The Leap, 2013
Grounds For Sculpture Museum Building
Photographic Duraclears individually cut to the size of each window and adhered to the glass with tape and caulk.
20 Photographic Duraclear heat-fused to 20”x.25”x20” acrylic sheet supported by burnished aluminum stanchions 46” high
Site photography by Cathy Carver
The process of creating The Leap began when artist Jo Yarrington became fascinated by the history of the Grounds For Sculpture site, which for over one hundred years witnessed the lively action of the New Jersey State Fair. Yarrington was further intrigued by the story of the museum building and wove it into her concept. To create the images embedded in the windows, she combined photographs from the Trenton Library archives with photographs of the Museum’s renovation.
The image of the man who long ago dove into empty space for the entertainment of fair-goers can be seen as a ghostly presence in the upper left of the north wall windows. Overlaid on this image is a photograph taken during the renovation of the same wall. The floor-length eastern windows contain images of the fair’s trapeze artists confidently flying through space. Juxtaposed to these thrilling performers is the photograph of a workman clinging to a tall pole high above the ground, attaching to it the large yellow windsock that dances on the museum roof.
The renovated Museum building was opened to the public in May, 1993, exactly 20 years from the May, 2013 opening of The Leap. This occasion is signified by the 20 stanchions arranged throughout the center of the gallery on top of which are images Yarrington photographed from train windows as she traveled between New York and New Jersey. They act as signposts, drawing viewers through the space and interrupting or redirecting their flow, like the experience of train travel itself. These images refer to the physical and psychological pilgrimage made by the artist during the process of creating this major new work.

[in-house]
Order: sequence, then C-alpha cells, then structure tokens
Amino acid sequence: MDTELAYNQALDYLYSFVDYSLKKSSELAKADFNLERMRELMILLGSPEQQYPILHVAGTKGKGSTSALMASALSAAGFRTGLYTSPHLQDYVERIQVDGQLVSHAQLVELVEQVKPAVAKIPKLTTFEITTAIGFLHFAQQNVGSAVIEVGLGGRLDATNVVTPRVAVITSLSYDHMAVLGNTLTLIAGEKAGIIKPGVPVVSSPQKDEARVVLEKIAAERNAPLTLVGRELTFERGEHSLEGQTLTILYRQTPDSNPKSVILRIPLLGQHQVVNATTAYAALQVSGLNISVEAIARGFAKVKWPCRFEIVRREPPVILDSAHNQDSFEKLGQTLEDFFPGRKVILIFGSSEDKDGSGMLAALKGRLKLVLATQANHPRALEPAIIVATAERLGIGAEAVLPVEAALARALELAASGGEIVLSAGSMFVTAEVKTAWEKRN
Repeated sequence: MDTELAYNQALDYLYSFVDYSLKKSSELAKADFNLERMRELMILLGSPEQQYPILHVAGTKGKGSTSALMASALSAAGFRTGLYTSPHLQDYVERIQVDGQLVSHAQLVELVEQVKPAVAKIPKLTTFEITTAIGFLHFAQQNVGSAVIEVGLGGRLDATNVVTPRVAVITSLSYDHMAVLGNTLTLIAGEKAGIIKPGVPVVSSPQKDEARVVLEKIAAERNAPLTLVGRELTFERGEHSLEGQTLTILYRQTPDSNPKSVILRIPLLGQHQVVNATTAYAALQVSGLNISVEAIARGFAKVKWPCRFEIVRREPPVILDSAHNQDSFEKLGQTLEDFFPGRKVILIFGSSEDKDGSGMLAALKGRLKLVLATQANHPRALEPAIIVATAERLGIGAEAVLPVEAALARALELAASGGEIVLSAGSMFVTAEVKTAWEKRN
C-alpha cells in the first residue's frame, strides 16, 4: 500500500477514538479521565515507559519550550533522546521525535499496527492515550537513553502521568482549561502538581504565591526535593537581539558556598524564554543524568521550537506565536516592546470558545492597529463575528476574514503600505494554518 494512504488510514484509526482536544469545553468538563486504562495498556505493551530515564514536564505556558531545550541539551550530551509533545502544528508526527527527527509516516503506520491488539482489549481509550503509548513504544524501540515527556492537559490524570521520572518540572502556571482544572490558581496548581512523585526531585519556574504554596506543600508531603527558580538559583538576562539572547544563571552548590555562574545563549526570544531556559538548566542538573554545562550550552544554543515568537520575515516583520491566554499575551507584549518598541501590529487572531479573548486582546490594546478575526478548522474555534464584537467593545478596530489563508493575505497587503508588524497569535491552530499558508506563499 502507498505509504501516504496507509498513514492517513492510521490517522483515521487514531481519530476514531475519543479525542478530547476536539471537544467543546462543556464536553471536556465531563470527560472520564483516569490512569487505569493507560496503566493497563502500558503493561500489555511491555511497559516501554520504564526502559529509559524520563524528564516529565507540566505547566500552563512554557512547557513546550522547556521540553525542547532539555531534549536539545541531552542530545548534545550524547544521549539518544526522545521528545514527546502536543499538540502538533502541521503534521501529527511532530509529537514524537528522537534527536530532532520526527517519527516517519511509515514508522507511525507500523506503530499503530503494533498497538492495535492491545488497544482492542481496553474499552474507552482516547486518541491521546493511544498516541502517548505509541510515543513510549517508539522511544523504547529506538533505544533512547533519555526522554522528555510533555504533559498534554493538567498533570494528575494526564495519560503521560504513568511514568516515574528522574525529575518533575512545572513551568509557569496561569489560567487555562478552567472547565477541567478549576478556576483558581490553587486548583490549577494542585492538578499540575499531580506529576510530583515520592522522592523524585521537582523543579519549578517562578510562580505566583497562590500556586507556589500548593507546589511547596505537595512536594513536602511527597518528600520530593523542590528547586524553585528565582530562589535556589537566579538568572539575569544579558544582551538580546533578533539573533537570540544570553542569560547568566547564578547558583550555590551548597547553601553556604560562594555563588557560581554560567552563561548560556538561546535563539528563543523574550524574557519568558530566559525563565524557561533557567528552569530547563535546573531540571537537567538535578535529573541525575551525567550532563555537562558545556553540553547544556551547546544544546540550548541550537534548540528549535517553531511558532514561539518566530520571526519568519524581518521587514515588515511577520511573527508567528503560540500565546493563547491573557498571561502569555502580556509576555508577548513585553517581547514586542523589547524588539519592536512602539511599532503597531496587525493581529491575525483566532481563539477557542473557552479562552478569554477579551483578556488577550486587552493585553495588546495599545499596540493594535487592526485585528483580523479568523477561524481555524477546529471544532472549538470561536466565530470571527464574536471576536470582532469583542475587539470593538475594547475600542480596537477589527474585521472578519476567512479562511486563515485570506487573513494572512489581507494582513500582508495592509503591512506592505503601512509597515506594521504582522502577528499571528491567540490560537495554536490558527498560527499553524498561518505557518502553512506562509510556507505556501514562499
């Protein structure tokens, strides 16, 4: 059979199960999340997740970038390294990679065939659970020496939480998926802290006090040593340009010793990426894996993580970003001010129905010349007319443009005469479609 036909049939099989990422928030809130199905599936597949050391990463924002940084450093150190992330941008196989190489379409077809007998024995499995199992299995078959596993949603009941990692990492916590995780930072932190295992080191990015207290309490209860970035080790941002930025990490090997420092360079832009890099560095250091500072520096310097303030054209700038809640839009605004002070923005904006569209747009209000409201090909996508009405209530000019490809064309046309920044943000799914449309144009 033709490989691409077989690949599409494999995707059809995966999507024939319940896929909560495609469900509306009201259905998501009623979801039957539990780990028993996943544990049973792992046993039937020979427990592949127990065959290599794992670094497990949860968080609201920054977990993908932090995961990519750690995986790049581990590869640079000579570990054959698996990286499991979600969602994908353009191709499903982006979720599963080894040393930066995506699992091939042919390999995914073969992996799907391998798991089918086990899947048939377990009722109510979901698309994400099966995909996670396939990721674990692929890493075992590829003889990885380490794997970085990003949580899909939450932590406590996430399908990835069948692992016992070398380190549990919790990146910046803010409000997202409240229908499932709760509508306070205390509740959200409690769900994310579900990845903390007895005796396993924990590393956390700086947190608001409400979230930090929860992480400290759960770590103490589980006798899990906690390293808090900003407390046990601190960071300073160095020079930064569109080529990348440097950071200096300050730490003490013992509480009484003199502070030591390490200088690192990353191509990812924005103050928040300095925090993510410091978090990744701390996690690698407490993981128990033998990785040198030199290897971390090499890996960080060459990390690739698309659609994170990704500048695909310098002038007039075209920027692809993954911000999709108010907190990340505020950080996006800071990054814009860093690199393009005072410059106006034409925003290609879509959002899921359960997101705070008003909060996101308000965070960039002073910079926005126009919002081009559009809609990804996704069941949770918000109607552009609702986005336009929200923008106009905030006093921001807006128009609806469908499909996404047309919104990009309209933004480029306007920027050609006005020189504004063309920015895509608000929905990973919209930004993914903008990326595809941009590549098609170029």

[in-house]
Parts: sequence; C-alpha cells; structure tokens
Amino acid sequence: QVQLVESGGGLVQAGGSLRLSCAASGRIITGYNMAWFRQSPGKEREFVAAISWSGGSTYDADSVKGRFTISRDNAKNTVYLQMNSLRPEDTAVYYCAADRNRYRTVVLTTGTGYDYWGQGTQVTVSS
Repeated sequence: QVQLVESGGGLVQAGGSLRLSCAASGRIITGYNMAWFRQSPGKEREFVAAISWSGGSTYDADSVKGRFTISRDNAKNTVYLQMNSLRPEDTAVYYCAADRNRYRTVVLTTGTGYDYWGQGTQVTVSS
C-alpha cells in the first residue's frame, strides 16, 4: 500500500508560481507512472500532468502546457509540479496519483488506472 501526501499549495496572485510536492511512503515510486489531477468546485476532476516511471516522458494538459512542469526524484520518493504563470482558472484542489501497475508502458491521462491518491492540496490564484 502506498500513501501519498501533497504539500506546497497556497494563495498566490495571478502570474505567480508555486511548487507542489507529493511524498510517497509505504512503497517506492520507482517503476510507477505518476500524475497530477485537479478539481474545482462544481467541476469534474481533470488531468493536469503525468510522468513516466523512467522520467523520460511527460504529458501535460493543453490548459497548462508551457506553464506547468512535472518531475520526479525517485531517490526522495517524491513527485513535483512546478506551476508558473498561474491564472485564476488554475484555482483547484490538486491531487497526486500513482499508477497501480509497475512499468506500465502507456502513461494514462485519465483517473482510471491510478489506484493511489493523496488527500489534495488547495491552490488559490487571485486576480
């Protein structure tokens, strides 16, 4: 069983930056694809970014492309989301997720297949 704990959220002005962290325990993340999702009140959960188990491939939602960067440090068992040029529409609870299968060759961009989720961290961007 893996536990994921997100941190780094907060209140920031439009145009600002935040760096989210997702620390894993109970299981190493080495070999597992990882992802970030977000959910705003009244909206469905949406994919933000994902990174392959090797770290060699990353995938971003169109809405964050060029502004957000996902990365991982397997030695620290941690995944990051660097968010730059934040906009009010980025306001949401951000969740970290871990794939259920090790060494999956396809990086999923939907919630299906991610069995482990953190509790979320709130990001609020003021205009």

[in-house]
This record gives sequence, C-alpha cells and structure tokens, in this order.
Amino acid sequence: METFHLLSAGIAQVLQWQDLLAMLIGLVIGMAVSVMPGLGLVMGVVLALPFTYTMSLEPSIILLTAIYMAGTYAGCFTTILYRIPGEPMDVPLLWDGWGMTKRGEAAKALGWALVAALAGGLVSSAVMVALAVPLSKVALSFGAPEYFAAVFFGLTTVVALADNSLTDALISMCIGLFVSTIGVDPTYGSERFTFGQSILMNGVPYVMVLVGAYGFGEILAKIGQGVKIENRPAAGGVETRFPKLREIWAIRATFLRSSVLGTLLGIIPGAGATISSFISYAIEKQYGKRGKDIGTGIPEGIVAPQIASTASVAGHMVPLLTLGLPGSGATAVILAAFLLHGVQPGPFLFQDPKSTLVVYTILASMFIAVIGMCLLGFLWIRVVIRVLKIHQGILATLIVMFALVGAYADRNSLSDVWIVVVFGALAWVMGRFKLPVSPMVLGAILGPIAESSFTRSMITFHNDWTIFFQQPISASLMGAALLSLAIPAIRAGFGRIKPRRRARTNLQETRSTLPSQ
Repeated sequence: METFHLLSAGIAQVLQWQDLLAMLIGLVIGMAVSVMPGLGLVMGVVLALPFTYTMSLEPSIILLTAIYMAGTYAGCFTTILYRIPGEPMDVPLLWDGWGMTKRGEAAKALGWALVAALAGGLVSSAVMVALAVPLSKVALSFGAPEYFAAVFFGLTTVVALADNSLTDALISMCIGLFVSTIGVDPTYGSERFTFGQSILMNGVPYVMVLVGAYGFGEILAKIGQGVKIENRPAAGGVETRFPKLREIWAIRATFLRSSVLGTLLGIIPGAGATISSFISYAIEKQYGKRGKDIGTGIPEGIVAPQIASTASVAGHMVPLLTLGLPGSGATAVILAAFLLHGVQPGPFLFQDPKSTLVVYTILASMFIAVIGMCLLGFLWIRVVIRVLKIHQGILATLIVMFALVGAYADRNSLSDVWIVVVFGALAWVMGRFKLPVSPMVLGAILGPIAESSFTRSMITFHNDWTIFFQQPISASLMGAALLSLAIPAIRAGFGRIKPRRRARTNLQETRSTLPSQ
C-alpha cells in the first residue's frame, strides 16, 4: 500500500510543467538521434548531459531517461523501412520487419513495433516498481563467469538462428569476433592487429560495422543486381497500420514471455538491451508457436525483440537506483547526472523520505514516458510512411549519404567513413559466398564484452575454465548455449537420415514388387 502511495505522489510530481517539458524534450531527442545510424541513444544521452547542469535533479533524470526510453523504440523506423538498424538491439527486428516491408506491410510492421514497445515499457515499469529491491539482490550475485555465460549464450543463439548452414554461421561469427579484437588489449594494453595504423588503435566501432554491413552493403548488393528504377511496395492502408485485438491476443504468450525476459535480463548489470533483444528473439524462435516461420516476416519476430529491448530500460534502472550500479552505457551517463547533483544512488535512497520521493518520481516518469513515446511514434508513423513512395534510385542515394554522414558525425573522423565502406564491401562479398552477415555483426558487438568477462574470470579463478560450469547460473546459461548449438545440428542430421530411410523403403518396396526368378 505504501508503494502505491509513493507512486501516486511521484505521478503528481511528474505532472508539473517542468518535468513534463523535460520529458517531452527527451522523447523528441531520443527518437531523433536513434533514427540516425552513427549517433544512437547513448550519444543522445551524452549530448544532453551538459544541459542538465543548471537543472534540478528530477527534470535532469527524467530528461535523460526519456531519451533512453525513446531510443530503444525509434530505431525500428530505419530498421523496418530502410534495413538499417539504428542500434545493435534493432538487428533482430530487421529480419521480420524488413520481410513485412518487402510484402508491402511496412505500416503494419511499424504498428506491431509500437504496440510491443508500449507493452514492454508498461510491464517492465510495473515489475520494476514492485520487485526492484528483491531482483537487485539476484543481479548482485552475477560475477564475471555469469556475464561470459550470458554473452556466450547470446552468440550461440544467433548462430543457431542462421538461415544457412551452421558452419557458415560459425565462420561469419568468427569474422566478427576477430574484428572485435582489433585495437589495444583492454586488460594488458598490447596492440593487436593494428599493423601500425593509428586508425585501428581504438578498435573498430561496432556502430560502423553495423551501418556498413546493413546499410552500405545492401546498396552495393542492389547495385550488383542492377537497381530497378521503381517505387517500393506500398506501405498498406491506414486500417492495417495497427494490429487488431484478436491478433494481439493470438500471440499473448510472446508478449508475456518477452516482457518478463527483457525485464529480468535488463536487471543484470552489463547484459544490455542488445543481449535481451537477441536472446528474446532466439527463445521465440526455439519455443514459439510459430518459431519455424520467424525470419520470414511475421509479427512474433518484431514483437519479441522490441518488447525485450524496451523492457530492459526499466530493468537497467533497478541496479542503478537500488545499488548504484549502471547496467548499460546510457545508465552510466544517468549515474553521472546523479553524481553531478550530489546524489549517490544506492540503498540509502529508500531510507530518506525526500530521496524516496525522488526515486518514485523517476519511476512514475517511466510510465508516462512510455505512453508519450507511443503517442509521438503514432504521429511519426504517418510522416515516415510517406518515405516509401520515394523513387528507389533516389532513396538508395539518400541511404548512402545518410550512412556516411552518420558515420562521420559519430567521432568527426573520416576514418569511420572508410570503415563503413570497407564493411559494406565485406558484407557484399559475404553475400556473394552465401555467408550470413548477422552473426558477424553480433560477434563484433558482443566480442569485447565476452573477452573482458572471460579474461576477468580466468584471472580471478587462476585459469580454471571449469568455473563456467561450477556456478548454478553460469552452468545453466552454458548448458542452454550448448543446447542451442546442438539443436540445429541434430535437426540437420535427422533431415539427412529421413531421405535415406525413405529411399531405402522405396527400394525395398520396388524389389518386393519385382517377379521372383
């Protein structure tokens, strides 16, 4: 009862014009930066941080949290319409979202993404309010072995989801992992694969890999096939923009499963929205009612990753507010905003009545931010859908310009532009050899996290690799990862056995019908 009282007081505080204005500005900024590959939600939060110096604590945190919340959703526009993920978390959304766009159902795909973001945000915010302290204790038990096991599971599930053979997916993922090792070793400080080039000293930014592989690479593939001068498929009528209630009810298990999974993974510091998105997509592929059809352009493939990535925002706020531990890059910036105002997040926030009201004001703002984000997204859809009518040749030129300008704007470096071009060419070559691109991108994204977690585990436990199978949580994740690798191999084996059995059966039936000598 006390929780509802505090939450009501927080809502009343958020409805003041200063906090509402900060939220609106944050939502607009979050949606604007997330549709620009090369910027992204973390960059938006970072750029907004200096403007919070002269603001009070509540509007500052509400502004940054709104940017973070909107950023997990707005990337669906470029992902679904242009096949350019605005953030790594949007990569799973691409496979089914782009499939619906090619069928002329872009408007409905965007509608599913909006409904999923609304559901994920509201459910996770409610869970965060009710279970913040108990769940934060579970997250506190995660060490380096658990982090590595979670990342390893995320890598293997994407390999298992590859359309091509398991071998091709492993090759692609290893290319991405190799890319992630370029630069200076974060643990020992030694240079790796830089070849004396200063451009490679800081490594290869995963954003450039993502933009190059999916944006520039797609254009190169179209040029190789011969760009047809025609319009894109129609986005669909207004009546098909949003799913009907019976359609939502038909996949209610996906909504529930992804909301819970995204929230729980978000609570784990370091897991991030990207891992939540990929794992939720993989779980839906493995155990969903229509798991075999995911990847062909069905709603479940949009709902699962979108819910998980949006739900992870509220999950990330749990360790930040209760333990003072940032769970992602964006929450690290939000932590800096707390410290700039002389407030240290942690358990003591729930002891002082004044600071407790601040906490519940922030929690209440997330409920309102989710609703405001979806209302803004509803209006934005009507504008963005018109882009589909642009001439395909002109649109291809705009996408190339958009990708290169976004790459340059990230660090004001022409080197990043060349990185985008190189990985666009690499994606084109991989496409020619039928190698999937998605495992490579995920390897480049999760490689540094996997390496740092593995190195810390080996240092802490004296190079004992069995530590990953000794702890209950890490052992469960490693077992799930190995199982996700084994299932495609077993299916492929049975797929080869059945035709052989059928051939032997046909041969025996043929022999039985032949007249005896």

As the sun arcs across the sky, the ever moving inward spill of light ignites and projects the historic images onto the interior while simultaneously revealing the present state of reality outside. Caught in the hypnotic interplay of images and light, the viewer becomes a participant in this performance, as specifics of time and space fold into one another and boundaries seem to dissolve. The gallery is transformed into a place of wonder in which a new dimension is defined, hovering tenuously between interior and exterior, past and present, real and imagined. The experience evokes awareness that, like everything else, this place is perpetually transforming. Like the installation itself, every state of being is ephemeral.
-Virginia Oberlin-Steel (abridged)
Grounds for Sculpture